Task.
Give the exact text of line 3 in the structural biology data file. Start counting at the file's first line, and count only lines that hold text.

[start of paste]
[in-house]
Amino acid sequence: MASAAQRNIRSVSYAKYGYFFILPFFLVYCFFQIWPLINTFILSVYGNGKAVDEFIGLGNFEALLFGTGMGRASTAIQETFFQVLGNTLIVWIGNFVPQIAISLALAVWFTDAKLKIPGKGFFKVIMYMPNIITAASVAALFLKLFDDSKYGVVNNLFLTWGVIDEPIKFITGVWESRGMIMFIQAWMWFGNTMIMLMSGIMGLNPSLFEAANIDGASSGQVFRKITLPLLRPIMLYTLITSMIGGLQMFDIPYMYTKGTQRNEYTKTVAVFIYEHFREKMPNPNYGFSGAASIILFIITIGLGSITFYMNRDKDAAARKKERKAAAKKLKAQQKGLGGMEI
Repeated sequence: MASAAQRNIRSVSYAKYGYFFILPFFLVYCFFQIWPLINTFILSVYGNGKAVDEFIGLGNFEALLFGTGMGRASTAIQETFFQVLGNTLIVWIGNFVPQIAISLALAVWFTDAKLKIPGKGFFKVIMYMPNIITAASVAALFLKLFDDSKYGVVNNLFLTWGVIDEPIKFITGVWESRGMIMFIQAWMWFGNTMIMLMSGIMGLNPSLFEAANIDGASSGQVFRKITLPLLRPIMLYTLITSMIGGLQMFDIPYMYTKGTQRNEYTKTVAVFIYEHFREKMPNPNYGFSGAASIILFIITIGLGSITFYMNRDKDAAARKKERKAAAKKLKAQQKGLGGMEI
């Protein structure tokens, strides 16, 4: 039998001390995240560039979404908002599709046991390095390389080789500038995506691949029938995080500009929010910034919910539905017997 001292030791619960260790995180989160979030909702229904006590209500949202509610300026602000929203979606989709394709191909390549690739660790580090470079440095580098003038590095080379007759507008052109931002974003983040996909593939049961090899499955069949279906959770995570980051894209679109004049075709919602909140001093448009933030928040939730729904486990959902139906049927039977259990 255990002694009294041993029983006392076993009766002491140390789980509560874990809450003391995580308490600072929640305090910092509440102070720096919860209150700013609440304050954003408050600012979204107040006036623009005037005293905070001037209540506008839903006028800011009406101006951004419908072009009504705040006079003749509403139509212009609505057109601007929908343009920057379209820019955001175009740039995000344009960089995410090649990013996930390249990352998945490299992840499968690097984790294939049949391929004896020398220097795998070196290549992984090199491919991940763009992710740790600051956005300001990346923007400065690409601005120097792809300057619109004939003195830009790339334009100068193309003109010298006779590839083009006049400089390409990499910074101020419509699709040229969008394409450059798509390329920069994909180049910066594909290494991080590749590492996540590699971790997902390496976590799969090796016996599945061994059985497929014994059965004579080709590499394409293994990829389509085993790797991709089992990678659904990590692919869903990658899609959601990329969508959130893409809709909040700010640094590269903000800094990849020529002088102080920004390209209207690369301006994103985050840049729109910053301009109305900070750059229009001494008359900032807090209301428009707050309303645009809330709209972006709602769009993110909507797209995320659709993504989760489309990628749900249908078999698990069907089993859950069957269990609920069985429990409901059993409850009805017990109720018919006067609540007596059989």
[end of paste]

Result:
Repeated sequence: MASAAQRNIRSVSYAKYGYFFILPFFLVYCFFQIWPLINTFILSVYGNGKAVDEFIGLGNFEALLFGTGMGRASTAIQETFFQVLGNTLIVWIGNFVPQIAISLALAVWFTDAKLKIPGKGFFKVIMYMPNIITAASVAALFLKLFDDSKYGVVNNLFLTWGVIDEPIKFITGVWESRGMIMFIQAWMWFGNTMIMLMSGIMGLNPSLFEAANIDGASSGQVFRKITLPLLRPIMLYTLITSMIGGLQMFDIPYMYTKGTQRNEYTKTVAVFIYEHFREKMPNPNYGFSGAASIILFIITIGLGSITFYMNRDKDAAARKKERKAAAKKLKAQQKGLGGMEI